It may make it easier to remember the above steps if you keep in mind that they’re quite similar to what you do after a car accident: obtain contact info, document as much of the scene as possible, and document your injuries.
Can someone other than an animal’s owner be legally responsible for the animal, and liable for damages?
In some situations, it’s important to look beyond just the person or persons who own a dog or other animal that has caused injury. Sometimes animals are solely under the control and care of someone who isn’t the owner. Other times, a person may be essentially “judgment proof,” in the sense that they have no insurance or assets of any financial value.
These situations can be very complicated and delicate. If this is the case in your injury, it’s especially important that you consult with legal representation experienced in such complex situations, such as an attorney at Ashton & Price.
California’s statutes that cover injuries caused by dogs and other animals make it clear that persons other than owners can be held legally responsible for an animal’s actions, and be liable for financial damages. Some examples of such parties include:
Animal caretakers: Anyone who takes physical control of an animal on the behalf of the owner can be held financially responsible for the animal’s actions. Dog walkers, kennels, and other individuals who have custody of or assume control of a dog or other animal at the time of an attack can be held legally liable.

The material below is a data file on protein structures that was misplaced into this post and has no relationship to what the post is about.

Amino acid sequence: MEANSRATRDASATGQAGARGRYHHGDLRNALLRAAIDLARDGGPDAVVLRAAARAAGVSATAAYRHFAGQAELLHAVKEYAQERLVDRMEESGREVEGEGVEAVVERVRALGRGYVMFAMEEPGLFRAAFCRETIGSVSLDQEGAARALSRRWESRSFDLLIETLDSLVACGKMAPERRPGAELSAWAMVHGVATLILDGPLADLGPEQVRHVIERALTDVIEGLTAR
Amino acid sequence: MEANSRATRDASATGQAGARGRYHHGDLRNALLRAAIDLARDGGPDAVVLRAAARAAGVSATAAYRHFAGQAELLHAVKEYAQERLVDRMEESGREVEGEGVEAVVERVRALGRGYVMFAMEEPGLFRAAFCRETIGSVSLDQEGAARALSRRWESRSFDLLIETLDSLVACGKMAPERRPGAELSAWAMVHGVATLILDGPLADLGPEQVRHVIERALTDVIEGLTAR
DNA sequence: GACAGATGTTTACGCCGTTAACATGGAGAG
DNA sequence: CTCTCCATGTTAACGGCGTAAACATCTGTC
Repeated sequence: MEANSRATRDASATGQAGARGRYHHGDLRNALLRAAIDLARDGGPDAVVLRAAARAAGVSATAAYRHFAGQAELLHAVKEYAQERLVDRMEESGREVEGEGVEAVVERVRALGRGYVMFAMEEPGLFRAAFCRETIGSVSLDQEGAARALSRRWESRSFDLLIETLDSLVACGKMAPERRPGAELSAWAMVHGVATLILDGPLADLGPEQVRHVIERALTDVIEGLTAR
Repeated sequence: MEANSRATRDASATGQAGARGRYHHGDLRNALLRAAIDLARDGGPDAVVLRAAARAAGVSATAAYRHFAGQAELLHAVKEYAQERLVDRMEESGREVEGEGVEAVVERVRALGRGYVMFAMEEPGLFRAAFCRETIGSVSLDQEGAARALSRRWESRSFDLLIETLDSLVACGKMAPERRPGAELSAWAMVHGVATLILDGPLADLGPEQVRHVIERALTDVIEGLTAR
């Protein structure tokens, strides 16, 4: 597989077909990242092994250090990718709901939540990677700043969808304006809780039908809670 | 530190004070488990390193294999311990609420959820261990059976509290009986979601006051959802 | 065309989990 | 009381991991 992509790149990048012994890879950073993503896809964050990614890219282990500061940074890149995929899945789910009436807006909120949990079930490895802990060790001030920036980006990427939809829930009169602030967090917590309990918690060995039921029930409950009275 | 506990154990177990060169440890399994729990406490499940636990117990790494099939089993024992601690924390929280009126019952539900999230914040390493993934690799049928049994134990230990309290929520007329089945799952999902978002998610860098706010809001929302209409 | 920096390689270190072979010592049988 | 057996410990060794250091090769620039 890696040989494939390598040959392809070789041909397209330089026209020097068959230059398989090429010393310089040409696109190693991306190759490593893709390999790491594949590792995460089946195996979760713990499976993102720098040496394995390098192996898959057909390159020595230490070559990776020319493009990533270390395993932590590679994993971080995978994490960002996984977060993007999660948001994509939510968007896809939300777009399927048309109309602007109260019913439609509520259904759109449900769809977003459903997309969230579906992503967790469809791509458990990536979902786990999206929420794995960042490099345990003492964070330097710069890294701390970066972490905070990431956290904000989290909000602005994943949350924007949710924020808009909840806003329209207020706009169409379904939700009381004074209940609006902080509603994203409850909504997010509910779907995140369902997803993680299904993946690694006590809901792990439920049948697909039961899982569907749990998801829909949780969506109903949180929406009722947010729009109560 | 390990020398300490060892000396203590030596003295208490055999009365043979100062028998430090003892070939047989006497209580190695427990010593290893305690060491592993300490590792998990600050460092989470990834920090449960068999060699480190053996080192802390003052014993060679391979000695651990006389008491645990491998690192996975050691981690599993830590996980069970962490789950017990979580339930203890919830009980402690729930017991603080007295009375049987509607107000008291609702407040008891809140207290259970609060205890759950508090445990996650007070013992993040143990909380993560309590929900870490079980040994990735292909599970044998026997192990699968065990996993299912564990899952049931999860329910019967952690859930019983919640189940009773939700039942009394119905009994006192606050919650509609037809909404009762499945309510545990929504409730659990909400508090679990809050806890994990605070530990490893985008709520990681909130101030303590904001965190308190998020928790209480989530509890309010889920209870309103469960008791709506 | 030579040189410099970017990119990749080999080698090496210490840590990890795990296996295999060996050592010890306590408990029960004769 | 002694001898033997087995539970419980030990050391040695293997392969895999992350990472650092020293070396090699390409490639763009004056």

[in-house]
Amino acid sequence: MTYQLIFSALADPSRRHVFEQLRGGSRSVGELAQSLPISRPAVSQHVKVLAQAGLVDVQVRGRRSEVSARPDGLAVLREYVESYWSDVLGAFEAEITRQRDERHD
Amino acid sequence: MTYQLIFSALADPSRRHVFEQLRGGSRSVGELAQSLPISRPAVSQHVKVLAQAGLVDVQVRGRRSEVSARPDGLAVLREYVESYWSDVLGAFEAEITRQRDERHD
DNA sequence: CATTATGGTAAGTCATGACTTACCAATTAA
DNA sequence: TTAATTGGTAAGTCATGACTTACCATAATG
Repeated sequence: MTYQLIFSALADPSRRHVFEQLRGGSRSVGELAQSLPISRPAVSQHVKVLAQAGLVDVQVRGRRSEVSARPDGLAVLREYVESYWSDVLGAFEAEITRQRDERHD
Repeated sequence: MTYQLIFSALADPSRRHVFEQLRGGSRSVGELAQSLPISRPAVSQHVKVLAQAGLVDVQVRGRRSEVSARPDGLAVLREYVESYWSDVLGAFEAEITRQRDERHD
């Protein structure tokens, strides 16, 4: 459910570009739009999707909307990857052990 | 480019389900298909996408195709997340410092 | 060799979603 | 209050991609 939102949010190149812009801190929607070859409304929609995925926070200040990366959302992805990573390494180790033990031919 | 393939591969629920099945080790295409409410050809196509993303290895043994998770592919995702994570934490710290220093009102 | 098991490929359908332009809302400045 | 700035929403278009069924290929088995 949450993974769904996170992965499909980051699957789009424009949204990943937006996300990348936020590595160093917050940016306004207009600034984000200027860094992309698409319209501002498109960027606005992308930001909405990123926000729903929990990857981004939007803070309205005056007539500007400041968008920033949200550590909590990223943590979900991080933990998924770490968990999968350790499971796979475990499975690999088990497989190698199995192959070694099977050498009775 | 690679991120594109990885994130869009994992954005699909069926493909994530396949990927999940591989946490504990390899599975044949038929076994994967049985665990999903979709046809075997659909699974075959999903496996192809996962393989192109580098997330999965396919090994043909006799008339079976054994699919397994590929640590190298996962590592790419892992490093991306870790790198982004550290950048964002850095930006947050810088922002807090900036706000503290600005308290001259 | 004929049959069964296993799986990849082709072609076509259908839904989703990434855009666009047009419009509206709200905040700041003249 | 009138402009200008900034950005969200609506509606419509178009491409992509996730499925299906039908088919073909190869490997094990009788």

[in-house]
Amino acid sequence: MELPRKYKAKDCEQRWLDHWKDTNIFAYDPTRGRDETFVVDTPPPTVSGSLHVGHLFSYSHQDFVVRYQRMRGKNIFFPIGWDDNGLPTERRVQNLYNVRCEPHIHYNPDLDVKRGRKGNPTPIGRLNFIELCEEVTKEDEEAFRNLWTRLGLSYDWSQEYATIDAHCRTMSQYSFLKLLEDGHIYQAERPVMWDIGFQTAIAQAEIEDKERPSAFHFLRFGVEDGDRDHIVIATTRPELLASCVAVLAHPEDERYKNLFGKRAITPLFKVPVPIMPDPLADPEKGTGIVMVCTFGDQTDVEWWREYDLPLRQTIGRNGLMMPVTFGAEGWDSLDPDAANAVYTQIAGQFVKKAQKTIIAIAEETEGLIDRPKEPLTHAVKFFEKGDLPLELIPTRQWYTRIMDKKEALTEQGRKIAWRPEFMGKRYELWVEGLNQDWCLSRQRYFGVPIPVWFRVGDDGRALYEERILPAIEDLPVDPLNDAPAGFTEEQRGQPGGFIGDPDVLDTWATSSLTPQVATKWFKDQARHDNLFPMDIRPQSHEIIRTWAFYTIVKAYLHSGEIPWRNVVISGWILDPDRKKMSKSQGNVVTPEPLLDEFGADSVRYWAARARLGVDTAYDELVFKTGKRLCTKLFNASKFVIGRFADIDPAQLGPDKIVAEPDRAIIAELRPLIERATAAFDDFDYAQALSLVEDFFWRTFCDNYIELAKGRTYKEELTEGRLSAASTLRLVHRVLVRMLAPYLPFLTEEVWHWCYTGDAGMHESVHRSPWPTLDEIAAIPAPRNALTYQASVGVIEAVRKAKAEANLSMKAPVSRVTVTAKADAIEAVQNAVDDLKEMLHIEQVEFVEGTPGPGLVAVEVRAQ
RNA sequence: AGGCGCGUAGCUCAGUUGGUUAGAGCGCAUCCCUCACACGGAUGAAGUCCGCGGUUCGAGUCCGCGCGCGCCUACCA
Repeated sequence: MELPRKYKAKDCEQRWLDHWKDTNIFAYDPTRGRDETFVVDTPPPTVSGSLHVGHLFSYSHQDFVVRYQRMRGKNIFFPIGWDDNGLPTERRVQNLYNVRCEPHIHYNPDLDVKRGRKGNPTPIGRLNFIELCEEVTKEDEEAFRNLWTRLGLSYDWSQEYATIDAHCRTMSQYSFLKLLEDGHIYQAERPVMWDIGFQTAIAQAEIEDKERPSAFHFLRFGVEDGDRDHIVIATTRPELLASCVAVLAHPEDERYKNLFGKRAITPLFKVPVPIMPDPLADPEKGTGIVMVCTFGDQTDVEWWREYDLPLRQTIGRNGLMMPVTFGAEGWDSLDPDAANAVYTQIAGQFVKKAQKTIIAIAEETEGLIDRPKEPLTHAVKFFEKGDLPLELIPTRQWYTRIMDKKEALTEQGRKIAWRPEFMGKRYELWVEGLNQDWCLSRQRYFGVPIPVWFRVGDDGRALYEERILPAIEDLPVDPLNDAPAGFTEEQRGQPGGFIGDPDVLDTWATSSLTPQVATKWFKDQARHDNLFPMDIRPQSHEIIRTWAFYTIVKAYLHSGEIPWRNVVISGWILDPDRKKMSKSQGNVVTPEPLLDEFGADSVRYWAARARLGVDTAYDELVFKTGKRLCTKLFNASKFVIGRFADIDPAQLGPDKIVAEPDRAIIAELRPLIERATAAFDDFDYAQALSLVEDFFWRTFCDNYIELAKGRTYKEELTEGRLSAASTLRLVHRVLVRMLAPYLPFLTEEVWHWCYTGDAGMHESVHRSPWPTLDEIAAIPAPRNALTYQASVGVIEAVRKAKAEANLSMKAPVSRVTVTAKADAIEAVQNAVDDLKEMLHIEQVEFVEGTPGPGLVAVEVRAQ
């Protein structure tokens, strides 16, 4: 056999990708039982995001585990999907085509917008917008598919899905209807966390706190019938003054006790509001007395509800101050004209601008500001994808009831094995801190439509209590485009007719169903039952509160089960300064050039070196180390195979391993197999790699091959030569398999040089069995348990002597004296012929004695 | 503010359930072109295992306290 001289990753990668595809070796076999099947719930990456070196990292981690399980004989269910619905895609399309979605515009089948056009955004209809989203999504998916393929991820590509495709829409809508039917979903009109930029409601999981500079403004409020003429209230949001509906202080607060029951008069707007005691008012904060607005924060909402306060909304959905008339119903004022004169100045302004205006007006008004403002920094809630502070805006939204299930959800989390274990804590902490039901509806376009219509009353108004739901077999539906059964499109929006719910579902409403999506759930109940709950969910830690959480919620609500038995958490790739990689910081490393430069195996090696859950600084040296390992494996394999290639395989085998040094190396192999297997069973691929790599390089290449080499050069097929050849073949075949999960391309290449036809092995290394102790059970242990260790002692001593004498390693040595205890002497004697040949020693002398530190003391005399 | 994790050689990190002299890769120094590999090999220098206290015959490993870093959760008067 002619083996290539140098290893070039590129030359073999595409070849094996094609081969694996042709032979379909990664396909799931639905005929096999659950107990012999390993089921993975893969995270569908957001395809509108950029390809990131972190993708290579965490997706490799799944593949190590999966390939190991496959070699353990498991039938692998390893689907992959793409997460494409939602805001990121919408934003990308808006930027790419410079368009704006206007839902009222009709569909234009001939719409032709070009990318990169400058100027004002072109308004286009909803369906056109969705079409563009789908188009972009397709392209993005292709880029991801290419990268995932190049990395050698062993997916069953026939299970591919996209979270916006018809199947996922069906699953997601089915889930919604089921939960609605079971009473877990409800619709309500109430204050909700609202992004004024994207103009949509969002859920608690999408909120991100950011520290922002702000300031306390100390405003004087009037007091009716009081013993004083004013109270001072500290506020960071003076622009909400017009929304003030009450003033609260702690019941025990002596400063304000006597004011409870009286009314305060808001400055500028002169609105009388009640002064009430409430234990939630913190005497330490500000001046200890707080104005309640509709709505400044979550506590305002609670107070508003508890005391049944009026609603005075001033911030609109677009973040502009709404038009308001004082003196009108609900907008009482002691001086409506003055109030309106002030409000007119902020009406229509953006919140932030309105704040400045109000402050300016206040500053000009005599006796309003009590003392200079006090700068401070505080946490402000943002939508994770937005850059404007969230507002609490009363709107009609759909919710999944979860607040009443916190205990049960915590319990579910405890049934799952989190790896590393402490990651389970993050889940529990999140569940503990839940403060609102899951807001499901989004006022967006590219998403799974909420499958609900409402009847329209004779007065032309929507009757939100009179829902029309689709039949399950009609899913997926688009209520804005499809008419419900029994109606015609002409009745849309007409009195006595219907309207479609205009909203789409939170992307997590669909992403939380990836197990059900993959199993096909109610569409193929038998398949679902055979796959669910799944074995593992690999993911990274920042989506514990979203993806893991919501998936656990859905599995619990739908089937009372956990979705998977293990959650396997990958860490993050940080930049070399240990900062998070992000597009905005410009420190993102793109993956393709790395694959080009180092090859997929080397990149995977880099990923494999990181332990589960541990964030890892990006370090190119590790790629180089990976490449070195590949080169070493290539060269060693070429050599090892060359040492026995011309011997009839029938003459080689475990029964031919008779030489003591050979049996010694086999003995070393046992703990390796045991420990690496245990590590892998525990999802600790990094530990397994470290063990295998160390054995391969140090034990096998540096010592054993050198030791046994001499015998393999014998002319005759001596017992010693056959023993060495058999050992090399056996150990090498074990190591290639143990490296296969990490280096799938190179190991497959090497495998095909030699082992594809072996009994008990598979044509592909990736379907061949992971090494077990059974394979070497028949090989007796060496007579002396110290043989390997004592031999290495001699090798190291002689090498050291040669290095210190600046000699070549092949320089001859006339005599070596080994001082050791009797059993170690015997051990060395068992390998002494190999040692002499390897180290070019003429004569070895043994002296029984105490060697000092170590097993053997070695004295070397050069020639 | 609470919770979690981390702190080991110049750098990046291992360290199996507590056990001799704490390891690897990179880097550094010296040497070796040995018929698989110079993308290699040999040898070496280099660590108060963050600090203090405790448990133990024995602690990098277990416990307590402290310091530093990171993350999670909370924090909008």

Property landlords: In some cases, landlords can be held responsible for animal attacks that occurred on their property, even if they don’t own the animal in question.
Banks and other lenders that lease property: After the housing market crash and the foreclosures that followed, many banks and lenders assumed control of homes and other property in California. Many such businesses tried to minimize their losses by renting these properties out to other parties, rather than letting them sit empty. In these cases, the controlling bank or lender becomes a landlord, and as such, assumes a duty of reasonable care, making them financially responsible for animal attacks that occur on the property.
Ashton & Price Takes an Aggressive, Yet Fair Approach to Investigating Dog Attacks and Recovering Damages
Getting to the bottom of what happened in dog bite and animal attack cases is of critical importance, and requires skilled and experienced investigation. Quite often, owners will attempt to confuse the situation and muddy the waters by weaving a complicated story of he-said-she-said. Due to our experience in such matters, Ashton & Price will conduct an aggressive inquiry into what happened, gathering witness statements, researching and gathering records, and determining an animal’s (and their owner’s) history. We will use all of this information to determine the best approach your case.